So You Want To Be An Astronaut...
Alan Shepherd, John Glenn, Jr., and Sally Ride are names that conjure up images
of bravery and adventure. As astronauts, they are part of a select group who
probably have some of the most recognizable names in our country.
When the space program began in 1959, NASA asked the U.S. Military services to
list their members who met specific qualifications. After a series of intense
physical and psychological screenings, NASA selected seven men from an original
field of 500 candidates. Since then, much has changed. Today, aspiring
astronauts compete with an average of 3,500 other applicants for about 20 slots
as mission specialists or pilot astronauts that open up every two years.
Competition is keen. However, any adult man or woman in good physical
condition who meets the basic qualifications, including U.S. citizenship, could
be selected to enter astronaut training.
The minimum requirements include a bachelor's degree in engineering, science,
or mathematics from an accredited institution. However, an advanced degree is
desirable. Additionally, all applicants must have substantial directly related
experience and pilot astronauts must have at least 1,000 hours of experience in
jet aircraft. Information on specific experience requirements, as well as
additional medical and physical requirements, can be obtained from the Johnson
Space Center at the address listed below.
Following a thorough review of all applications, the Astronaut Selection Board
(ASB) interviews a small number of highly-qualified applicants and evaluates
them based on the following criteria:
Additionally, applicants must meet NASA spaceflight medical standards.
Although the ASB recommends candidates for selection, the Director of the
Johnson Space Center and the NASA Administrator make the final decisions. Once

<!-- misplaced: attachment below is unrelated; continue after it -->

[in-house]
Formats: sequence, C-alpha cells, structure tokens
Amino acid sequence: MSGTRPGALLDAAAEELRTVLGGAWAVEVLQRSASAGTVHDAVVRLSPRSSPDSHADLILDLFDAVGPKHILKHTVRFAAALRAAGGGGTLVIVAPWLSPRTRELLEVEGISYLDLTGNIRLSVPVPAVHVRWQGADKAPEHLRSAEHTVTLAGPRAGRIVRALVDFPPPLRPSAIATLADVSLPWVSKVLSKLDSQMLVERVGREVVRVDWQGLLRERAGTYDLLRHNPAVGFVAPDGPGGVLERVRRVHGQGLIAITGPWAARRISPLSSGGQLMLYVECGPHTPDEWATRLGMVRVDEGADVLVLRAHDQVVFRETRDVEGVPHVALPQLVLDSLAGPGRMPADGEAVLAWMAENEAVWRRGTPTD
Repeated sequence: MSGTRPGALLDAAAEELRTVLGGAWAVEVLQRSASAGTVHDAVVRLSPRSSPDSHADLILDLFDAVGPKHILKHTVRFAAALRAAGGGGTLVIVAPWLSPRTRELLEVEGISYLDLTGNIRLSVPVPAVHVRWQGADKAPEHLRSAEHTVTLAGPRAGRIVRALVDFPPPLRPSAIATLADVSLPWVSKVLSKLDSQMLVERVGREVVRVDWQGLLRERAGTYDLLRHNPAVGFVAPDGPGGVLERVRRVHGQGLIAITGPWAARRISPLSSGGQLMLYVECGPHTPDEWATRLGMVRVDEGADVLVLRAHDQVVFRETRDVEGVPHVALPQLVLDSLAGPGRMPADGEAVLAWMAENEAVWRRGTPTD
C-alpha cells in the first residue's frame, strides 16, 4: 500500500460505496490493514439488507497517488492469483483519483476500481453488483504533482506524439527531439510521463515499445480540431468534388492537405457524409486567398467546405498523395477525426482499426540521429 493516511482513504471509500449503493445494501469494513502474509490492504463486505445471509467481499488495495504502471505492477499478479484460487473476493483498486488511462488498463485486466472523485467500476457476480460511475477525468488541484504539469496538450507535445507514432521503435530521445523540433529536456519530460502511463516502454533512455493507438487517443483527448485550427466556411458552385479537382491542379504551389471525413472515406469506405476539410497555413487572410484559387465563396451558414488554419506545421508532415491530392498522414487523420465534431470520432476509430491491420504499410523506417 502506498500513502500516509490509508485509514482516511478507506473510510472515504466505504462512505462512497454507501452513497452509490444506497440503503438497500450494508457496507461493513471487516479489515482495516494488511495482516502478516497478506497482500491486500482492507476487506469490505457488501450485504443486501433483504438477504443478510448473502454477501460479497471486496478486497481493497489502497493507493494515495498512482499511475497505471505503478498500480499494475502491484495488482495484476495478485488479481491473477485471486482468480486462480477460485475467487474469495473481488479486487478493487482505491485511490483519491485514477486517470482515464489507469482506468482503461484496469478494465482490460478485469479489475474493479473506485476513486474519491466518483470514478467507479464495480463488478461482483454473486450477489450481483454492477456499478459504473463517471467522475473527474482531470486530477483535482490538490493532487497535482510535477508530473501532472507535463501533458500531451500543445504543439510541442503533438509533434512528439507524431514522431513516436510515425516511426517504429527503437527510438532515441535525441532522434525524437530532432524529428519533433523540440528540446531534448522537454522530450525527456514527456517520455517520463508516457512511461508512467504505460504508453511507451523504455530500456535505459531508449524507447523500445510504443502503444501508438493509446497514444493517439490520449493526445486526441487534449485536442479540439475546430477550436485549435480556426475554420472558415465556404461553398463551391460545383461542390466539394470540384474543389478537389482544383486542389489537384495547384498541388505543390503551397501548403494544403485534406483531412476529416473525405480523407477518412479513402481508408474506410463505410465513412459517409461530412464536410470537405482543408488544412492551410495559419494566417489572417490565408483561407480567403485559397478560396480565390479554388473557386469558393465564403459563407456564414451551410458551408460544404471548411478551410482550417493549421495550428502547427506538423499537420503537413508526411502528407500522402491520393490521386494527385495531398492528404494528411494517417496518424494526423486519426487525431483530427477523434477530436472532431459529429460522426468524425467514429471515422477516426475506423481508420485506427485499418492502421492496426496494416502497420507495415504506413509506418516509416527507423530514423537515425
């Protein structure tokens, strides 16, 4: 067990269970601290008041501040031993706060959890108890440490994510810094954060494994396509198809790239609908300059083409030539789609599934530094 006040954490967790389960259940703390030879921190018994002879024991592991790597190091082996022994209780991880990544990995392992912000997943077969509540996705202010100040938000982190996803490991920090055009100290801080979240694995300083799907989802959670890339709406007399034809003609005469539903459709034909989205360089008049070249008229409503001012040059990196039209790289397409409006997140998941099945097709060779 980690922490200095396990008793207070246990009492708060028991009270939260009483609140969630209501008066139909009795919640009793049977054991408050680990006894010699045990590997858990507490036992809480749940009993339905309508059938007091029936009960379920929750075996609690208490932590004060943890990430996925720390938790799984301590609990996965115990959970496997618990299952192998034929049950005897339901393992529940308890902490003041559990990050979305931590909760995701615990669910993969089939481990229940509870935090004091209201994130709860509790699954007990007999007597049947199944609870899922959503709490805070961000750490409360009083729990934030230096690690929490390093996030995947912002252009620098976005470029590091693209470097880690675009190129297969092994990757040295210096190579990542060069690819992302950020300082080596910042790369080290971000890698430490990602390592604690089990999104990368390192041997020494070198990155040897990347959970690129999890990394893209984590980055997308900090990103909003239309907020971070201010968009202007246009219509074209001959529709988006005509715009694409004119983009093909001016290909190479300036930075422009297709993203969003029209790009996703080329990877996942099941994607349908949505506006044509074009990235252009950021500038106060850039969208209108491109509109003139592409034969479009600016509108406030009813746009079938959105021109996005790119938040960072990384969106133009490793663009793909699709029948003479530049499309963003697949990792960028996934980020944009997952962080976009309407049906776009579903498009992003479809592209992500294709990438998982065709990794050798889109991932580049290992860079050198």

selected, candidates begin a rigorous training program.
- Experience and potential;
- ability to function as a member of a team;
- communicative abilities;
- adaptability; and,
- other related factors.
Selected applicants are first designated as "astronaut candidates" and are
assigned to the Astronaut Office at the Johnson Space Center, Houston, Texas.
There they undergo a one to two year training and evaluation period, after
which time they are assigned technical or scientific responsibilities allowing
them to contribute substantially to ongoing programs. They participate in the
basic astronaut training program which is designed to develop the knowledge and
skills required for formal mission training upon selection for a flight.
(Pilot astronaut candidates maintain proficiency in NASA aircraft during their
Selection as an astronaut candidate does not insure selection as an astronaut.
Final selection as an astronaut depends upon satisfactory completion of the
training and evaluation period. Civilian candidates who successfully complete
the training and evaluation and are selected as astronauts will become
permanent Federal employees and are expected to remain with NASA for a period
of at least five years.
Civilian candidates who are not selected as astronauts may be placed in other
positions with NASA depending upon work requirements. Successful military
candidates will be detailed to NASA for a specified tour of duty.
Although most astronauts feel they could not imagine a better career, it is
clearly not for everyone. The work is often long and arduous; and travel,
particularly before and after a launch, can be intensive.
HOW TO APPLY
Civilian candidates may obtain an application package through NASA's
Astronaut web site at
or they may write or call the Astronaut Office at:
NASA, Johnson Space Center
Active Duty Military personnel must submit applications to their
respective military service and not directly to NASA. Application
procedures will be disseminated by each service.
Attn: AHX/Astronaut Selection Office
Houston, TX 77058
Telephone: (281) 483-5907
PAY AND BENEFITS
Salaries for selected civilian astronaut candidates are based on the
Federal Government's General Schedule pay scales for grades GS-11 through
GS-14 (approximately $43,000 to $93,000), and are set in accordance with
each individual's academic achievements and experience. Other benefits
include vacation and sick leave, a retirement plan, and participation in
health and life insurance plans.
Selected military personnel will be detailed to the Johnson Space Center,
but will remain in an active duty status for pay, benefits, leave, and
other similar military matters.
AS OF: 12-20-1999
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